Dave.

XFS: the filesystem of the future?

Posted Jan 24, 2012 0:41 UTC (Tue) by dlang (subscriber, #313) [Link]

> Inode numbers in XFS are an encoding of their location on disk. To shrink, you have to physically move inodes and so their number changes.

If I understand this correctly, this means that a defrag operation would have the same problems. Does this mean that there is no way (other than backup/restore) to defrag XFS?

as for the rest of the problems (involving moving metadata), would a data-only shrink that couldn't move metadata make any sense at all?

XFS: the filesystem of the future?

Posted Jan 24, 2012 2:04 UTC (Tue) by dgc (subscriber, #6611) [Link]

xfs_fsr doesn't change the inode number. It copies the data to another temporary file and if the source file hasn't changed once the copy is complete, it atomically swaps the extents between the two inodes via a special transaction. It uses invisible IO, so not even the timestamps on the inode being defragged get changed.

As to data only shrink, that makes no sense because metadata like directories will pin the blocks high up in the filesystem. and so you won't be able to shrink it anyway....

XFS: the filesystem of the future?

Posted Jan 24, 2012 8:13 UTC (Tue) by tialaramex (subscriber, #21167) [Link]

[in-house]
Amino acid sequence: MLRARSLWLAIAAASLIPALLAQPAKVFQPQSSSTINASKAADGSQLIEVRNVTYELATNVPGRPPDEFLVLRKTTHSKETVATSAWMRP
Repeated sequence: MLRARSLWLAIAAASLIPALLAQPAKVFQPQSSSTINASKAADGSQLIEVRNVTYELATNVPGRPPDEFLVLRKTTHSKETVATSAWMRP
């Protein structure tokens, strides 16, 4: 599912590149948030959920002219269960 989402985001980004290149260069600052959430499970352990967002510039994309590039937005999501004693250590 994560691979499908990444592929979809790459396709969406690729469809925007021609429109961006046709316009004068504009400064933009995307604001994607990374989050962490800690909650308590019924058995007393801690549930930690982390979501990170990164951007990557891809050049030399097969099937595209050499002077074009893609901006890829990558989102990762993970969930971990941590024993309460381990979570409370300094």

OK, so XFS doesn't support full defrag, it can't move metadata to improve performance - but it does have a data-only defrag which will be enough for some people.

XFS: the filesystem of the future?

Posted Jan 26, 2012 4:58 UTC (Thu) by sandeen (subscriber, #42852) [Link]

The other thing to consider about shrinking is that without a LOT of work, it will almost certainly give you a "best fit" into your new space, not an optimal layout. I've seen extN filesystems that have gone through a lot of shrink/grow/shrink/grow and the result is quite a mess, allocation wise. That's not really even a dig at ext4; if you are constantly rescrambling any filesystem like that, you're going to stray from any optimal allocations you may have had before you started...

XFS: the filesystem of the future?

Posted Jan 24, 2012 2:06 UTC (Tue) by wdaniels (guest, #80192) [Link]